With Thanksgiving fast approaching, I’m devoting this week to helping my American readers select a wine to have with their turkey. It’s not a festival that we celebrate in New Zealand but, as my sister-in-law is from New Mexico, I’m familiar with the palate of flavours and the challenges there are to matching these with wine.

I think it’s only right to drink American for such a quintessentially American festival. Champagne has its place at other celebrations but this is the perfect time to kick off with one of the hoppy US craft beers that have become increasingly easy to find in UK shops (Sierra Nevada Pale Ale is widely available and delicious). It’s the perfect palate cleanser to sharpen your appetite.

Let’s be frank here: there is a lot of sweetness going on, from the squash and sweet potato (maybe with some sneaky marshmallows) to the cranberry sauce and pumpkin pie.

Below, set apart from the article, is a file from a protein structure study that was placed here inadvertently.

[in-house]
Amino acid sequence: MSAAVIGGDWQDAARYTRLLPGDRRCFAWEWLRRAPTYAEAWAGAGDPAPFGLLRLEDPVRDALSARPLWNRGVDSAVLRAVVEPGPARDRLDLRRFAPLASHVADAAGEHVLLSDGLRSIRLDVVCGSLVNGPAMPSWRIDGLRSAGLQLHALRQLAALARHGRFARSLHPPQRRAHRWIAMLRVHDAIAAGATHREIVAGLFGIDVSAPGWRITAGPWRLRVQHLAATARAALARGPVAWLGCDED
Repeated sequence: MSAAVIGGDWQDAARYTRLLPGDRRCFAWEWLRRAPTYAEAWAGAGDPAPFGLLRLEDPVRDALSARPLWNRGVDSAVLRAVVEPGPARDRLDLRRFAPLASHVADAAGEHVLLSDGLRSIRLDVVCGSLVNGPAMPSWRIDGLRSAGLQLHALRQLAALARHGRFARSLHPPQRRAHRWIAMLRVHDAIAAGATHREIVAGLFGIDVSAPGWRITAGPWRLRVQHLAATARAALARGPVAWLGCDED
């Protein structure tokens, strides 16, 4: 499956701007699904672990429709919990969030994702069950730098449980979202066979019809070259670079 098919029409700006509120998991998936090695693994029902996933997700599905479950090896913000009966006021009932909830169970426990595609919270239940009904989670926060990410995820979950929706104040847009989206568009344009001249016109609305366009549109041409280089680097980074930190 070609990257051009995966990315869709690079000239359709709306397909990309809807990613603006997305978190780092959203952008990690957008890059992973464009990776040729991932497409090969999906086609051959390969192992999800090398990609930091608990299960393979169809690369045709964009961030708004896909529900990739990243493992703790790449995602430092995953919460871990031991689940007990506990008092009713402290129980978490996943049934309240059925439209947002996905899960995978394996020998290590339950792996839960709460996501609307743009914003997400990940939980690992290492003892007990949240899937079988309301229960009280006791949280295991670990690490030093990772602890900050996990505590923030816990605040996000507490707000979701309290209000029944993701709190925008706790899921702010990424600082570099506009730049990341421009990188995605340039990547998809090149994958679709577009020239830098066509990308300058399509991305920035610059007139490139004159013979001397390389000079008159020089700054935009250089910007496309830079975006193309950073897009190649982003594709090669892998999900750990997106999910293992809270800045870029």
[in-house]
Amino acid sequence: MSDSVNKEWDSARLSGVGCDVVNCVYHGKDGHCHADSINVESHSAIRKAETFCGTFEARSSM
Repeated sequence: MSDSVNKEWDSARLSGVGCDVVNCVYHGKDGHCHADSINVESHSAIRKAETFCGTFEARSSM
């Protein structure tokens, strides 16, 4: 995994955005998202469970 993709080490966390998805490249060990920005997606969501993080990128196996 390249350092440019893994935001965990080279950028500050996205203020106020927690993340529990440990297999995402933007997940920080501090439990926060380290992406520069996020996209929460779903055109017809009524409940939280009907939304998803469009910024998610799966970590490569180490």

Turkey is a forgiving (dare I say bland) meat and will happily accommodate just about anything, but I tend to think that as the nights are getting shorter it’s best to drink red. I like the red fruit and warm spice of Sonoma Coast Pinot Noir (Belle Glos, La Crema) and my Canadian assistant Andres is a great advocate for Beaujolais (but stick to one of the 10 Crus such as Morgon or Juliénas). There’s been an explosion in quality in Beaujolais recently (particularly with the excellent 2009 vintage) so if you’ve not tried one recently, give it a shot. If it’s not vulgar to say so, this is a celebration of nature’s bounty so choose something at a price that will allow wine to flow abundantly (while drinking responsibly of course –ahem).

When the pumpkin pie comes around, I must confess that I struggle to select a wine to accompany it. Why not throw caution to the wind with a bottle of rye whiskey (spicy Sazerac 18 would be my choice), then tweak the nose of the trade embargo by sitting back and enjoying a fine Cuban cigar. If you’re celebrating in London rather than back home, why not take full advantage?

Follow Andrew on Twitter @LutyensWine